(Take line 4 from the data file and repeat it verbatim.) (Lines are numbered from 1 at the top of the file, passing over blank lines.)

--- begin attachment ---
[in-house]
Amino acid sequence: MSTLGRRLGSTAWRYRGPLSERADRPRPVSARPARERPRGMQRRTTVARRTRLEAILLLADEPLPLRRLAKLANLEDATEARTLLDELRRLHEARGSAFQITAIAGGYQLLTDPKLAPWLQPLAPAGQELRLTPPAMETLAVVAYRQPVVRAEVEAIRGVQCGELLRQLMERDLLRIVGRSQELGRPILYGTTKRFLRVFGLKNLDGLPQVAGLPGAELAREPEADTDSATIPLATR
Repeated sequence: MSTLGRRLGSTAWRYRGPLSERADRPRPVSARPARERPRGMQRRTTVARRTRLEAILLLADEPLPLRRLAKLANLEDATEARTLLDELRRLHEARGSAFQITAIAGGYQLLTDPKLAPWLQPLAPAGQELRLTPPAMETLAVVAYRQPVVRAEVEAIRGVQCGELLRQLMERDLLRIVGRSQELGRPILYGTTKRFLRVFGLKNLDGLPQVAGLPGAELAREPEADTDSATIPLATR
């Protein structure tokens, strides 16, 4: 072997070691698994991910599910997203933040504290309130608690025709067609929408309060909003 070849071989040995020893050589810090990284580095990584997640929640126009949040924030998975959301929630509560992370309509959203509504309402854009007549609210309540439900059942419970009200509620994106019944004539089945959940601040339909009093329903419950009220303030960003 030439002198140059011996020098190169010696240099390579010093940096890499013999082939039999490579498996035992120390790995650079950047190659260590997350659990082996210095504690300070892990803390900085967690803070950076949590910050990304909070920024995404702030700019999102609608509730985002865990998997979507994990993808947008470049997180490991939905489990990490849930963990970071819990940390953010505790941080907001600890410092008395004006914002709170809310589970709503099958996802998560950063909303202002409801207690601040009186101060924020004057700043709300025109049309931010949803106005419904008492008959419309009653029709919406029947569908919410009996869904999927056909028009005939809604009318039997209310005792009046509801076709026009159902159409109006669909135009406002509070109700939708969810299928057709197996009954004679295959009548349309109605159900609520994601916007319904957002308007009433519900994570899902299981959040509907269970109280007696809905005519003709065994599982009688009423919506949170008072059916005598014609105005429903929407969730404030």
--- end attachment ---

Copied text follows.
């Protein structure tokens, strides 16, 4: 072997070691698994991910599910997203933040504290309130608690025709067609929408309060909003 070849071989040995020893050589810090990284580095990584997640929640126009949040924030998975959301929630509560992370309509959203509504309402854009007549609210309540439900059942419970009200509620994106019944004539089945959940601040339909009093329903419950009220303030960003 030439002198140059011996020098190169010696240099390579010093940096890499013999082939039999490579498996035992120390790995650079950047190659260590997350659990082996210095504690300070892990803390900085967690803070950076949590910050990304909070920024995404702030700019999102609608509730985002865990998997979507994990993808947008470049997180490991939905489990990490849930963990970071819990940390953010505790941080907001600890410092008395004006914002709170809310589970709503099958996802998560950063909303202002409801207690601040009186101060924020004057700043709300025109049309931010949803106005419904008492008959419309009653029709919406029947569908919410009996869904999927056909028009005939809604009318039997209310005792009046509801076709026009159902159409109006669909135009406002509070109700939708969810299928057709197996009954004679295959009548349309109605159900609520994601916007319904957002308007009433519900994570899902299981959040509907269970109280007696809905005519003709065994599982009688009423919506949170008072059916005598014609105005429903929407969730404030």